oiling, or a tempering, just the way that my sword did. I tempered

it, with sweet water and wine, did I temper it. Heated rice-wine,

how softly it goes down the gullet! How delicate it is! How little it

affects you! Until you stand up and are required to sit right down

again.

But such a fuss about my needs! That is too demeaning of the

swordsman! With that, the bull turned black again, and snorted

and ran about, and kicked me and made me very nervous indeed.

You know of such bull-oxes in the West, do you not? Yes, of

course you do. I had forgotten. You, Sir Knight, surely know of

that tradition of the vaulting of the beast, and you Arab-San, you

know full well of the tradition of the slaying of the beast. Yes, that

is how you are, are you not? You master and you slay. Yes, I know

that you understand it as a way to master yourself with grace and

charm and courage. But do you love the animal? No, you love only

to slay it, and eat it, or sacrifice it.

I cannot say you nay, for I, too, have fought this creature and

have longed to slay him. I cannot slay him, for I am slain thereby. I

cannot tame him, unless I am tamed. He and I are one. But being

one is nothing if I cannot mount his back and walk with him

peacefully home, playing the tune upon my flute. That I long to do.

That desire is illusion, too, and down and black he goes, and down

and black I go too.

 

Will you listen black-white ox?

Will the music calm you?

Does your ear harken to its sound?

Or do you fear I'll harm you!

 

You are right to fear, you know,

For I am blacker still than you.

You are only a beast,

An animal, fancier than me.

But I have a mind that will not be stilled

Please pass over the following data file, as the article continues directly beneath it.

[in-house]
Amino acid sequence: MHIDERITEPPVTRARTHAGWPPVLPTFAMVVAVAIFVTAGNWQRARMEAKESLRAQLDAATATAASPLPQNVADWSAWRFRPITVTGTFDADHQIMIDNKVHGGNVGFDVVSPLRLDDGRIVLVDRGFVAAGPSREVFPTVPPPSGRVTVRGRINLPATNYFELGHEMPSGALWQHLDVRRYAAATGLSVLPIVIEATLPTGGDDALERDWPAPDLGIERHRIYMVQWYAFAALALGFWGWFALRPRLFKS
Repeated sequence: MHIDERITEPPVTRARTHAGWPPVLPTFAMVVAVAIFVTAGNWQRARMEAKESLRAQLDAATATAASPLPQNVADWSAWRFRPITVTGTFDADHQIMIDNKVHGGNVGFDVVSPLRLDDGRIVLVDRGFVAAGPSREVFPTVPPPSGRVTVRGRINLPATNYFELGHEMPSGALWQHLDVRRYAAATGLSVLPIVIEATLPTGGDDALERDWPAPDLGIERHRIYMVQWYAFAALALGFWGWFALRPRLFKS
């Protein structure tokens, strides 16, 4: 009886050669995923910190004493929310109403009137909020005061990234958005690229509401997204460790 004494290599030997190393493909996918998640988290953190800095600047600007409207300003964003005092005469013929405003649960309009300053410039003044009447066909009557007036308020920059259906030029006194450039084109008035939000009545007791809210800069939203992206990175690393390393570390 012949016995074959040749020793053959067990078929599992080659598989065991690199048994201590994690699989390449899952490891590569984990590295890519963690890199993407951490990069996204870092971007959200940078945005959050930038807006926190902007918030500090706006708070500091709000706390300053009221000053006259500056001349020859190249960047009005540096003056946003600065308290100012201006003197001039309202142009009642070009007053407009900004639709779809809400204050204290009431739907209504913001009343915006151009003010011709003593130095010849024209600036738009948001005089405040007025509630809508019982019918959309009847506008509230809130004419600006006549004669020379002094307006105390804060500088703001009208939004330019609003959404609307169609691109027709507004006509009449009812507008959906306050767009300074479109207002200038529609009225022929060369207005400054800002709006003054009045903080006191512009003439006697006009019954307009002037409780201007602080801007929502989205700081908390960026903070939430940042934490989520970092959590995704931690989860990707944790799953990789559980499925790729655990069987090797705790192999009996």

Deadlier by far than thee.

 

But we can not be parted:

Neither you from me, nor me from It.

And if I can not be parted from me.

Then neither You from It.

So fear not, oh ox.

For two are one, and three are one

And the saving force of the Buddha is

Upon us.

 

III
Many days we wandered, the bull and
I. Of course we wandered

together, for we could no longer be parted. Now I saw him

whitening, whitening, and I was joyous. Then I saw his whitening

was too white, as if all the life and joy were going out of him, and I

grew worried, lest my bull become a cow and just be content to

chew the cud all day. At this, my bull laughed. Yes, he laughed

indeed. To you it might sound like a snort, since it comes from my

bull and not from your own, but to me it was surely a laugh. A

great deep laugh, that began in the belly and worked its way up

and out. As if he were to say, "Oh, my master, you have tried to

tame me and make me good, and now when I am, you grow

irritable and think me too tame. Who is it that must be tamed?

Hunger of a soul? Or power-tyranny of a master?"

Thus it was that I imagined that my animal spoke to me. I,

indeed, could imagine it, could I not? For he was and is the animal

of my own soul and who, if not I, can know his language? I listened

to the animal of my soul and I ruefully agreed with him. The tamer

must be tamed, and if there is no love, there is no point. Thus the

flute. Ah, to play a flute without love is impossible, is it not? I

played once again, but aside and near him, my ox-bull friend, not

astride him.

I did not know why I did not try and ride him once more, but I

waited. Then I saw. What did I see? I saw a cat leap upon his back. I

saw a man dig a goad into his side. I saw him teased by a cape. All

this I saw. Ashes! said I. I have always thought that the whitening

of my bull, his taming, has always to do with me. Now I see. There